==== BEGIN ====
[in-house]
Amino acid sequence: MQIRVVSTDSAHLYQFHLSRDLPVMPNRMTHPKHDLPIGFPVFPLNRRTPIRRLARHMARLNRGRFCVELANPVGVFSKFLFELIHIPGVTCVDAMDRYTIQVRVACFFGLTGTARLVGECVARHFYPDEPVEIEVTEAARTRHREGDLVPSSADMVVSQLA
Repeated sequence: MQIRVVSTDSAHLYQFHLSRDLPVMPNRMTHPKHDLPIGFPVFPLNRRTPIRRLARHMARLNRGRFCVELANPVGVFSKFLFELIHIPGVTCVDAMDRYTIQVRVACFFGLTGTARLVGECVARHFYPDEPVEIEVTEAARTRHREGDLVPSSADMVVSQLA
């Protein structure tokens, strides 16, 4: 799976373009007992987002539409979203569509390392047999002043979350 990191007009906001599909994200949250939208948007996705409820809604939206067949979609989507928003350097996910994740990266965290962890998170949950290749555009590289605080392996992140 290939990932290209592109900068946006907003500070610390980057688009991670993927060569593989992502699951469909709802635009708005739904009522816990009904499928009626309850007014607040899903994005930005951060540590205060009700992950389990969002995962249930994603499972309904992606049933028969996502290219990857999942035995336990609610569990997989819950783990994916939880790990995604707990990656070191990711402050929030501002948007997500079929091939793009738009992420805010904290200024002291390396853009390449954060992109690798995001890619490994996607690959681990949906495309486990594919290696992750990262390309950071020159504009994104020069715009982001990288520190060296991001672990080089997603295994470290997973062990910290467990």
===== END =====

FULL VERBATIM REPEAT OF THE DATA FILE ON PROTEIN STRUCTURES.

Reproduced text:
[in-house]
Amino acid sequence: MQIRVVSTDSAHLYQFHLSRDLPVMPNRMTHPKHDLPIGFPVFPLNRRTPIRRLARHMARLNRGRFCVELANPVGVFSKFLFELIHIPGVTCVDAMDRYTIQVRVACFFGLTGTARLVGECVARHFYPDEPVEIEVTEAARTRHREGDLVPSSADMVVSQLA
Repeated sequence: MQIRVVSTDSAHLYQFHLSRDLPVMPNRMTHPKHDLPIGFPVFPLNRRTPIRRLARHMARLNRGRFCVELANPVGVFSKFLFELIHIPGVTCVDAMDRYTIQVRVACFFGLTGTARLVGECVARHFYPDEPVEIEVTEAARTRHREGDLVPSSADMVVSQLA
């Protein structure tokens, strides 16, 4: 799976373009007992987002539409979203569509390392047999002043979350 990191007009906001599909994200949250939208948007996705409820809604939206067949979609989507928003350097996910994740990266965290962890998170949950290749555009590289605080392996992140 290939990932290209592109900068946006907003500070610390980057688009991670993927060569593989992502699951469909709802635009708005739904009522816990009904499928009626309850007014607040899903994005930005951060540590205060009700992950389990969002995962249930994603499972309904992606049933028969996502290219990857999942035995336990609610569990997989819950783990994916939880790990995604707990990656070191990711402050929030501002948007997500079929091939793009738009992420805010904290200024002291390396853009390449954060992109690798995001890619490994996607690959681990949906495309486990594919290696992750990262390309950071020159504009994104020069715009982001990288520190060296991001672990080089997603295994470290997973062990910290467990």